Right now because I’m doing traditional responsive design, to get around the lacks of responsive controls in core blocks I use GenerateBlocks Pro. It too use the core “Preview” functionality for changing styles at different viewport sizes, so that’s handy. While it works nicely and gives you much of the power you need, it can get really confusing for clients (and myself as a dev sometimes) really quickly. I often wish I’d just used CSS and some custom classes. 🙂

    So that’s why I love the idea of intrinsic design to simplify things. Then if you could have this core functionality you outlined that would be perfect for just those minor tweaks when you have to make things “just right” with some small changes.

  7. Michel Avatar

    Great reflexion, thank you very much to bring to the discussion the strong importance of the responsive/intrinsic fine tune settings.

    We saw on WordPress.org so many Gutenberg layout courses always done on the desktop side but NEVER on the tablet/mobile side. This is a very big problem because now majority of people look at web sites on their mobile. “Mobile first” says the motto.

    Personaly I have some additional interrogations:
    – what about responsive menu features? This is a big part of the missing features right now.
    – how to manage the reordering display of blocks?
    – when you have Flexbox (and soon CSS grids) is the column block still need to exist?
    -conditional display is also a part of the needs

    And finaly when you deal with responsive (intrinsic) settings, it can become rapidly a daughting task to manage a remember all the granular changes. So it would be be to have a central place showing all the change done. (could be within Appearance>Editor at the same level of “Styles”)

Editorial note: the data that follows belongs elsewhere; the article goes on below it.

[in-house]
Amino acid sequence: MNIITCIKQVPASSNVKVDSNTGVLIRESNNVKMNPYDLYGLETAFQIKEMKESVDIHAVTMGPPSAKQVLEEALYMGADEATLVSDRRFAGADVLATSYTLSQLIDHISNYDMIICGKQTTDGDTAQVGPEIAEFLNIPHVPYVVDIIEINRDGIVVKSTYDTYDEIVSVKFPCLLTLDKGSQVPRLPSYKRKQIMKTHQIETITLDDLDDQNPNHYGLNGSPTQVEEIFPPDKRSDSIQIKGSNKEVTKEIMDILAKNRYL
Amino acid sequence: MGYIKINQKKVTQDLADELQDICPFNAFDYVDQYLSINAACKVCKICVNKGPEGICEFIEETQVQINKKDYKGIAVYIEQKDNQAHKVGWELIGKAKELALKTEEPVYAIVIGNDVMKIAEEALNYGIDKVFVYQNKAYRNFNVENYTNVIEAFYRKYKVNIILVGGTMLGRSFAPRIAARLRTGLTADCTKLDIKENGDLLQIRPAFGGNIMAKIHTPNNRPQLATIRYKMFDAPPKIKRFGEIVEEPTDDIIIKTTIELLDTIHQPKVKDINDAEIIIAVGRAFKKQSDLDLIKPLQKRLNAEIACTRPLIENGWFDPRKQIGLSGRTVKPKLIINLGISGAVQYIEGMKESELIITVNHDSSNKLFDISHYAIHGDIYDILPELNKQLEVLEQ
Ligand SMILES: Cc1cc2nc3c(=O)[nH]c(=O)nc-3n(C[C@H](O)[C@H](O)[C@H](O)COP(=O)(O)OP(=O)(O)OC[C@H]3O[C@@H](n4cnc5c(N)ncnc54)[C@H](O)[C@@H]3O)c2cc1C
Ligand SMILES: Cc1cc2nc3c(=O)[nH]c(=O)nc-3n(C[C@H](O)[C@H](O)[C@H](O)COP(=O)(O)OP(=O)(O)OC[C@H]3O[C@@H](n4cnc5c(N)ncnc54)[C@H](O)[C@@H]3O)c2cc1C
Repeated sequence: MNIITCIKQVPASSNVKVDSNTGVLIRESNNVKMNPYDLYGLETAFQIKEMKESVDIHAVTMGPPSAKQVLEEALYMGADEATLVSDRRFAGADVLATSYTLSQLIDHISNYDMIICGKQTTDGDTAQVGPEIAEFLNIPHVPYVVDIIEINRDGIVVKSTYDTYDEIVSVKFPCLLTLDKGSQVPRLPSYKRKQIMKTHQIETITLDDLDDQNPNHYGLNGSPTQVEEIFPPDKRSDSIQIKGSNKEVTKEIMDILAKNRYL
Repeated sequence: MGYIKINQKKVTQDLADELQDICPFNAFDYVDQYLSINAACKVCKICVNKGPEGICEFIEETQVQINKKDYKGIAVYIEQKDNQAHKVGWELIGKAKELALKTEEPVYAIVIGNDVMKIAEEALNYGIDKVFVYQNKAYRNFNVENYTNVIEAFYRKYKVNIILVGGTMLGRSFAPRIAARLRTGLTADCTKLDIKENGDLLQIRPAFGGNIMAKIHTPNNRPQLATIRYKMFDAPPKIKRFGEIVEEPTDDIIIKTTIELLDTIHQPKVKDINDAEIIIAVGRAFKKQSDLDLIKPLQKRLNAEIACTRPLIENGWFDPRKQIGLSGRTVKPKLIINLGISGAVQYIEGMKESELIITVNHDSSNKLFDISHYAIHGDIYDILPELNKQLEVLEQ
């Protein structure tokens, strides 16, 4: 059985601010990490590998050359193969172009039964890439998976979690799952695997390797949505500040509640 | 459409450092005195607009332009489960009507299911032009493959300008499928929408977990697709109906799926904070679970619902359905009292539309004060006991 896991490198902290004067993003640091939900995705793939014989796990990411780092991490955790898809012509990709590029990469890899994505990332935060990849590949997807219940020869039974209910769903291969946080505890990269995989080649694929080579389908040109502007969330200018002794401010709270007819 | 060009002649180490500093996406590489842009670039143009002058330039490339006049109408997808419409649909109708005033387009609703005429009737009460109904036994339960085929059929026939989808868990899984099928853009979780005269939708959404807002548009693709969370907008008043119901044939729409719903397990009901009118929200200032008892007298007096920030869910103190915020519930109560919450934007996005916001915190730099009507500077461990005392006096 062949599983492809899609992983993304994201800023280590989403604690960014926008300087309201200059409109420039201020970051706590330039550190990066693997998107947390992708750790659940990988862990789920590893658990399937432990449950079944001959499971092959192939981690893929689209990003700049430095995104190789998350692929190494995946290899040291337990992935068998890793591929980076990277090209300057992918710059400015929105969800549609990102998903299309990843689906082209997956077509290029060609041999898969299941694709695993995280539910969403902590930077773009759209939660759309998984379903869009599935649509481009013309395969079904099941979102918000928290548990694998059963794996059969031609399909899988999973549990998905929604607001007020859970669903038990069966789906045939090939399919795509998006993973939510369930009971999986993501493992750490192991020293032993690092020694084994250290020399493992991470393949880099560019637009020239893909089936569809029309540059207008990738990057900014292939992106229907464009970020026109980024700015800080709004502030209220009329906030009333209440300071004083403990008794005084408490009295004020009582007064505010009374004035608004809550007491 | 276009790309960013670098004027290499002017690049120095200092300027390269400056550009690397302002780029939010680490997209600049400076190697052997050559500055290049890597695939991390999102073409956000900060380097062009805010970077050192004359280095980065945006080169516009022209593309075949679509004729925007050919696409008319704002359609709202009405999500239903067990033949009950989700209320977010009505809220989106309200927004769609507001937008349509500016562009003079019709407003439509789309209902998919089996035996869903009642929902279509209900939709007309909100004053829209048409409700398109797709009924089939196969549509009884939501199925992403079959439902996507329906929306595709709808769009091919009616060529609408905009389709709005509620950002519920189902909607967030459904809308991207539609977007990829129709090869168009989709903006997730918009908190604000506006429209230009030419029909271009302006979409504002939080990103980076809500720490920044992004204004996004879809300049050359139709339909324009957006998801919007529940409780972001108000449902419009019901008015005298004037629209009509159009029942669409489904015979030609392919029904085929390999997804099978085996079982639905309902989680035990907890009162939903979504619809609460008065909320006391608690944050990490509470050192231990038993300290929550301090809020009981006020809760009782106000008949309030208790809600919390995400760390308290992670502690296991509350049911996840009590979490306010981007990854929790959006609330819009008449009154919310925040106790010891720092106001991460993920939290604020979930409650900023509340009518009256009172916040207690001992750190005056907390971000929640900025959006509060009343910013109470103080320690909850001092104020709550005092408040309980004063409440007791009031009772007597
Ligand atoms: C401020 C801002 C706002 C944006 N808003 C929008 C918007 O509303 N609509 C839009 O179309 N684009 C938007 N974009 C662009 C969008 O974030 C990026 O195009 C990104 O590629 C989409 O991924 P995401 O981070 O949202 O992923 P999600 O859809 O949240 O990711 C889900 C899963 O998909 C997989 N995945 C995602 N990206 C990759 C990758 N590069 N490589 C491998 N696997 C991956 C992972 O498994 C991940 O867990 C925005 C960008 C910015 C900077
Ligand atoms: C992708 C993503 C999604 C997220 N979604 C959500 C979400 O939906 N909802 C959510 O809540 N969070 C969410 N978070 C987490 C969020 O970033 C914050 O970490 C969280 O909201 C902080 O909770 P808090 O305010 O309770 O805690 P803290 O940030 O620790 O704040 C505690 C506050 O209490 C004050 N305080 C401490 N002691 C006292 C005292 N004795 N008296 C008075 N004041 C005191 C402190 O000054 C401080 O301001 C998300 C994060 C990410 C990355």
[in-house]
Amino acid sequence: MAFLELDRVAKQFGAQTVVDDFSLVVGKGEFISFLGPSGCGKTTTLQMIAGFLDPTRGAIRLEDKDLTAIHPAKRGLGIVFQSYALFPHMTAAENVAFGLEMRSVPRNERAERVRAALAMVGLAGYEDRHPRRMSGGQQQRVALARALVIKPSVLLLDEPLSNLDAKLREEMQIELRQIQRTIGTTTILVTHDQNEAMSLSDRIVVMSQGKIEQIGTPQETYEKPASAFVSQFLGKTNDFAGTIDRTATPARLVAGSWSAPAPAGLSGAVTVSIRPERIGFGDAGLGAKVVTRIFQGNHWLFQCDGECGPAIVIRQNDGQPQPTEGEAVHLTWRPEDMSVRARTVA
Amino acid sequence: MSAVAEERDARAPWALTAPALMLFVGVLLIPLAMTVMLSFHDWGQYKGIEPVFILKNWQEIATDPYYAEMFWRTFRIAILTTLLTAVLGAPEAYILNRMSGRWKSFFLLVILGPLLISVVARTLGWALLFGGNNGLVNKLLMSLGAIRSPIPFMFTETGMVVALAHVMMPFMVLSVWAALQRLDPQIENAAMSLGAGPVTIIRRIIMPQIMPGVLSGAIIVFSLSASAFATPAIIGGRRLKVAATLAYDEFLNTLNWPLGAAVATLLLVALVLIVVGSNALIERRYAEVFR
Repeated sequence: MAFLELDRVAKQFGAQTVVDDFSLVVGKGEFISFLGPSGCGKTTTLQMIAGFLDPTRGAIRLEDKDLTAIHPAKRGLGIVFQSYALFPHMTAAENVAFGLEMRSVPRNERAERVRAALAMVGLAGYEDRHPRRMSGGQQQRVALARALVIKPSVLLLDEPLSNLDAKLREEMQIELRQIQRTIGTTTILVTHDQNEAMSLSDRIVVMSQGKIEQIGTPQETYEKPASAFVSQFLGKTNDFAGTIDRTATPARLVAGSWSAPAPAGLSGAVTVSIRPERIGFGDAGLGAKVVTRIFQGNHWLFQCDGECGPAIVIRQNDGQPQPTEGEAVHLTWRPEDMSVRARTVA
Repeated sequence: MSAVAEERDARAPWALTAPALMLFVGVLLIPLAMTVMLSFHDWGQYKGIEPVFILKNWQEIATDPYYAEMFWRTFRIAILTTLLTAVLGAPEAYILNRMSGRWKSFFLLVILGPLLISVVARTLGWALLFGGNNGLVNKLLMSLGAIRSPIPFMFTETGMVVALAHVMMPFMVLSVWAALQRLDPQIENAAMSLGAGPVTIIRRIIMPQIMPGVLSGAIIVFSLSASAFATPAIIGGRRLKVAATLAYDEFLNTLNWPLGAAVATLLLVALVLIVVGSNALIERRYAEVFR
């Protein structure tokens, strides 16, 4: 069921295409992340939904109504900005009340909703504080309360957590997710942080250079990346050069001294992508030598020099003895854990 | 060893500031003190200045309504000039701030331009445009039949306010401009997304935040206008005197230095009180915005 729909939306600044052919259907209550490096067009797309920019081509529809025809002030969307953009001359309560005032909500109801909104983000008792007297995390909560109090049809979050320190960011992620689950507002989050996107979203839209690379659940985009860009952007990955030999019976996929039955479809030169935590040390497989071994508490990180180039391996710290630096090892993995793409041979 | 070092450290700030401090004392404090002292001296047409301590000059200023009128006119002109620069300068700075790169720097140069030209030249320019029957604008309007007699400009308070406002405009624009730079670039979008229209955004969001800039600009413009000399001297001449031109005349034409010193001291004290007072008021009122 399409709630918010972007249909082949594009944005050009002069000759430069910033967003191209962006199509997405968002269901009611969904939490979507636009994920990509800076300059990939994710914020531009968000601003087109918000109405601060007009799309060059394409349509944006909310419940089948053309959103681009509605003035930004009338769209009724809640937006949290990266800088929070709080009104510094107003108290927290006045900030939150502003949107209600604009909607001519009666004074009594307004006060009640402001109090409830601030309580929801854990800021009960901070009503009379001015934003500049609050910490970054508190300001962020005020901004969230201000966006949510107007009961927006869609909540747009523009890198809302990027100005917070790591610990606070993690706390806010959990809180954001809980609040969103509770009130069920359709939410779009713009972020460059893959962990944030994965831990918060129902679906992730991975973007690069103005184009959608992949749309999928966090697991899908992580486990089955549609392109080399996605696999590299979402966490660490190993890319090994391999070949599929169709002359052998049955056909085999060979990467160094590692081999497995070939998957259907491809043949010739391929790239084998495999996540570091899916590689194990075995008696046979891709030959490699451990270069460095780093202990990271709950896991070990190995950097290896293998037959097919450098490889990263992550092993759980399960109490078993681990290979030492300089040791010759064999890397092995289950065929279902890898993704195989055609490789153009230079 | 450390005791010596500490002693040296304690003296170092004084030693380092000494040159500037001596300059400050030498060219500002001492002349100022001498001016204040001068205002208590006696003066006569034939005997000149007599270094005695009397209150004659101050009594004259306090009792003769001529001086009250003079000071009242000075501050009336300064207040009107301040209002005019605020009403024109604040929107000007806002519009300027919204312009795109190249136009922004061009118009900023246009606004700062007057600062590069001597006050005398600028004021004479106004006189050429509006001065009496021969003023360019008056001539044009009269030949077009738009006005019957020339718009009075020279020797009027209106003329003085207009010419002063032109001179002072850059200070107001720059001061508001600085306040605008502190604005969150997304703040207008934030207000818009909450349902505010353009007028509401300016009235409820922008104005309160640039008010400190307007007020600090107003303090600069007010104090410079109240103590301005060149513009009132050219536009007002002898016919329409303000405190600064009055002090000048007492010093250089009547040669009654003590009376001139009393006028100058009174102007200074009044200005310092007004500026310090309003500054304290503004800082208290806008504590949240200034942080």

8. Lars Ejaas Avatar

    Would it make sense to wait a bit and let the block styling be handled by container-queries (we need full browser support)?
    It would be super to have every blocks styling adapted to its own size and not the size of the viewport. Would make the design process a lot more intuitive…

    1. Mike McAlister Avatar

      I love container queries, but I’m not sure if that’s part of the roadmap for core. That would require a slightly different approach than what we have now. Not impossible though!

      That said, there are always going to be circumstances where an element just doesn’t sit right or the context calls for it to be modified. That’s just the nature of web design/dev where we want to push boundaries and clients have specific requests.

  9. Pierre Tilston Avatar
    Pierre Tilston

    I hope responsive design controls won’t be considered as only ‘fine tuning’.

    Sometimes something appears on mobile in a way that completely destroys the intent of the content creator.

    For example, if the creator puts two book cover images side by side because they want them to appear like thumb buttons among the other content.
    Then on mobile the low res image takes over the whole screen. The user has no idea why they are suddenly looking at a giant low res image. It’s a total WTF moment for the user.

    No developer can ever predict the *intent* of a creator.

    In addition, a huge value of FSE is in being able to ‘fix’ odd behaviours in a theme. So relying on the developers to get it all right is not ok. All too often it will leave the creator just stuck.